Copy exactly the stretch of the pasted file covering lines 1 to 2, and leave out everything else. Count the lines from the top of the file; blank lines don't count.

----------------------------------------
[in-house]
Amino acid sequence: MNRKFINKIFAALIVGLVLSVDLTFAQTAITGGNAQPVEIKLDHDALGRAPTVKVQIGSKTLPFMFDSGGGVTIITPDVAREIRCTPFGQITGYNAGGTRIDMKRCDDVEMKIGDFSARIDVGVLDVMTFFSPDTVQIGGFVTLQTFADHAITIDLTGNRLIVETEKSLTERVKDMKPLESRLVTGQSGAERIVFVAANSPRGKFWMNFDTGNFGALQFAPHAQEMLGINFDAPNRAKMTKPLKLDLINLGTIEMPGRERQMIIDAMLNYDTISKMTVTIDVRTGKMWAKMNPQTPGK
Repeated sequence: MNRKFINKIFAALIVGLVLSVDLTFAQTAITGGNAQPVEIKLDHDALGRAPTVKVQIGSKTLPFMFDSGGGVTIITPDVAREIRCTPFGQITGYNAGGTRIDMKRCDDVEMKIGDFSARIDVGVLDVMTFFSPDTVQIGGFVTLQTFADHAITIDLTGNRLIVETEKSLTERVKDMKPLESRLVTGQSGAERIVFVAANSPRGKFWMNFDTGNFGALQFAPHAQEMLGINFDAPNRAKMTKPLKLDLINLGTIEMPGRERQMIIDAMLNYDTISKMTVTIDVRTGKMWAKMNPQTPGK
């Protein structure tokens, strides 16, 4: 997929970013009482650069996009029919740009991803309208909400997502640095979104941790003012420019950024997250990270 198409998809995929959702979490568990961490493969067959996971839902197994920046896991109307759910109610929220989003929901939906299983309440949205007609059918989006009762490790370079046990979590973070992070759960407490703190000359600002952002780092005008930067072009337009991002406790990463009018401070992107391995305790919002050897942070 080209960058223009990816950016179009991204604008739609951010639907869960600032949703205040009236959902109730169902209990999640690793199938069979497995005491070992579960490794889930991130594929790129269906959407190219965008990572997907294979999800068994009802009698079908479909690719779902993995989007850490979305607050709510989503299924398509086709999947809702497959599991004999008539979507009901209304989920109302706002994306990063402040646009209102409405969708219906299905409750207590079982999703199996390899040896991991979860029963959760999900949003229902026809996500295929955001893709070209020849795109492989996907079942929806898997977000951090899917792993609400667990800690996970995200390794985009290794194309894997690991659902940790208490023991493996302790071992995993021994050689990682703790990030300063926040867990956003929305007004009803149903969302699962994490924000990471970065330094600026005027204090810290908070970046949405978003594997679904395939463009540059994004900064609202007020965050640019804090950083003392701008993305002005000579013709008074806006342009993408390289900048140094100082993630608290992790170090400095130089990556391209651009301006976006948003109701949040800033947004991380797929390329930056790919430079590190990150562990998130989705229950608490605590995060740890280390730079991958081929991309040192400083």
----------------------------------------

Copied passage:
[in-house]
Amino acid sequence: MNRKFINKIFAALIVGLVLSVDLTFAQTAITGGNAQPVEIKLDHDALGRAPTVKVQIGSKTLPFMFDSGGGVTIITPDVAREIRCTPFGQITGYNAGGTRIDMKRCDDVEMKIGDFSARIDVGVLDVMTFFSPDTVQIGGFVTLQTFADHAITIDLTGNRLIVETEKSLTERVKDMKPLESRLVTGQSGAERIVFVAANSPRGKFWMNFDTGNFGALQFAPHAQEMLGINFDAPNRAKMTKPLKLDLINLGTIEMPGRERQMIIDAMLNYDTISKMTVTIDVRTGKMWAKMNPQTPGK